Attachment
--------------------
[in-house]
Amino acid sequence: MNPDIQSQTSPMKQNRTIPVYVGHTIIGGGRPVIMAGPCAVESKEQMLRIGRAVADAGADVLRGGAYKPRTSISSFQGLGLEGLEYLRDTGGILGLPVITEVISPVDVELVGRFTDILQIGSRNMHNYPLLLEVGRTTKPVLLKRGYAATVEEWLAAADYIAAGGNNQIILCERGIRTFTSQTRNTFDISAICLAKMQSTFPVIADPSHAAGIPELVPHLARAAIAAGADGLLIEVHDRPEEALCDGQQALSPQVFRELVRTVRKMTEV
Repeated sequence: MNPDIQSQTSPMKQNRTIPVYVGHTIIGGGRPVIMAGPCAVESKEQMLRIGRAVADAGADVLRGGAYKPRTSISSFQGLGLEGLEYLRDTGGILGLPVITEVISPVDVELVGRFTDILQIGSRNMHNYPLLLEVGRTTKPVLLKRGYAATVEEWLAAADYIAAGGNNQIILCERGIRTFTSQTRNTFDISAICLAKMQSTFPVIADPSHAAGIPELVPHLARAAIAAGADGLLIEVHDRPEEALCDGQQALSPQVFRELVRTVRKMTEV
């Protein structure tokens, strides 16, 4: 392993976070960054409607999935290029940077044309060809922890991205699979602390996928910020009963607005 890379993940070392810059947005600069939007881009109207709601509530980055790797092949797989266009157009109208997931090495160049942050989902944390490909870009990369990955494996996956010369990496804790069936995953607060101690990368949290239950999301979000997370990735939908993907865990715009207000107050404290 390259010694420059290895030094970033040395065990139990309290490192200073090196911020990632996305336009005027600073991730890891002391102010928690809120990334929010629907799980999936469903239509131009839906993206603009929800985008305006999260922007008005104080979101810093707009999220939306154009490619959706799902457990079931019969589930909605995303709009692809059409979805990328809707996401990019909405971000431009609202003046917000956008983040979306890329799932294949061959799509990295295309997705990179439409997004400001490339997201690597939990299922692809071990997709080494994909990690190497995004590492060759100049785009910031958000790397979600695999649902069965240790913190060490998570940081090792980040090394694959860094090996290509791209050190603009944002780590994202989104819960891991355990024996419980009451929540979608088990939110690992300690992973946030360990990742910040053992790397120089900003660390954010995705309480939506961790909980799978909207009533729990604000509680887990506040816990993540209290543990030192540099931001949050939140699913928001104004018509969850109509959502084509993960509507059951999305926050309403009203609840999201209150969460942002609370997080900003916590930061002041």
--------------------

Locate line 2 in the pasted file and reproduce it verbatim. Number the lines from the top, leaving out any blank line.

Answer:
Amino acid sequence: MNPDIQSQTSPMKQNRTIPVYVGHTIIGGGRPVIMAGPCAVESKEQMLRIGRAVADAGADVLRGGAYKPRTSISSFQGLGLEGLEYLRDTGGILGLPVITEVISPVDVELVGRFTDILQIGSRNMHNYPLLLEVGRTTKPVLLKRGYAATVEEWLAAADYIAAGGNNQIILCERGIRTFTSQTRNTFDISAICLAKMQSTFPVIADPSHAAGIPELVPHLARAAIAAGADGLLIEVHDRPEEALCDGQQALSPQVFRELVRTVRKMTEV